Proponents of a ballot measure to tell our bosses how much employees should be paid, regardless of skill or experience, say they have enough signatures to get the initiative on the ballot in November.
These are the same folks who organize social media boycotts against the big box stores and urge us to shop local.
Ironically, this ballot measure threatens to shutter those same small businesses they claim to support, while driving prices even higher in the discount chain stores.
Supporters want to hike the minimum wage to $12 an hour, well above the federal standard of $7.25 an hour. They claim it’s not a living wage, which is true — that’s why it’s called a minimum wage.
Minimum wage is not something workers are meant to aspire to, it’s a starting point in a job, where working hard and gaining experience leads to higher wages.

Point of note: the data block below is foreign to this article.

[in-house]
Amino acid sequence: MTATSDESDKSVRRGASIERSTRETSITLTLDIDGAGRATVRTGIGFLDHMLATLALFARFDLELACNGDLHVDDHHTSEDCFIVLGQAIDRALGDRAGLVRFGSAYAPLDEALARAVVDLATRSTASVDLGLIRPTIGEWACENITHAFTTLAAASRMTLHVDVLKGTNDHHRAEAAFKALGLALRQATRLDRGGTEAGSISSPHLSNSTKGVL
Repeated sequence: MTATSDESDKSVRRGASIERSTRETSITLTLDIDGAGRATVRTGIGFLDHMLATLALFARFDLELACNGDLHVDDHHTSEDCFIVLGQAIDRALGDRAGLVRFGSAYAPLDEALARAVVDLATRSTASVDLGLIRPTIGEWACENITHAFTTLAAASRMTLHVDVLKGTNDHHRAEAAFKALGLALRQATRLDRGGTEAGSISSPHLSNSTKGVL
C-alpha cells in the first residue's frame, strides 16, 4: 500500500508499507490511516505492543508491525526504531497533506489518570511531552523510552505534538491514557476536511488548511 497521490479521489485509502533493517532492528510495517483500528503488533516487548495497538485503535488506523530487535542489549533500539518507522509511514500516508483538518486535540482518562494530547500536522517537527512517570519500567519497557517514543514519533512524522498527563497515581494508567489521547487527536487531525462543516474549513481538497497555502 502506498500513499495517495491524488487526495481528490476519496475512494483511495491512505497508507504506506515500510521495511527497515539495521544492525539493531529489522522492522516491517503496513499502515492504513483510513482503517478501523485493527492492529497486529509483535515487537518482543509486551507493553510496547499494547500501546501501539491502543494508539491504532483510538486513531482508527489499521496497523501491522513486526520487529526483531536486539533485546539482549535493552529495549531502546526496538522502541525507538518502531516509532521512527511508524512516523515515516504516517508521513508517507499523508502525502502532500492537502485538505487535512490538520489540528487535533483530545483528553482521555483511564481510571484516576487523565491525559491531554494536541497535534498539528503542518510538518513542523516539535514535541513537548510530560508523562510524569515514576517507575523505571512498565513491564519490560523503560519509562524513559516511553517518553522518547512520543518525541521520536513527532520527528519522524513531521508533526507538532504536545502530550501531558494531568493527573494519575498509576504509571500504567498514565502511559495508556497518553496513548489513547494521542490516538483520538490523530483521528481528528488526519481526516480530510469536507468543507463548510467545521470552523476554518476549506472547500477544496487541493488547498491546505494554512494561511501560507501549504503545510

What’s next? A ballot initiative granting two hour lunches? Sick leave and vacation time? Or maybe term limits for jobs so that everyone has the same opportunity to high-paying entry-level positions?
It’s a bad idea to start dictating the terms of employment for tens of thousands of jobs, because not all jobs are equal, not all employees have equal skills. It’s time to draw a line on putting every whim and political or social trend on general election ballots, and this initiative is a good place to start.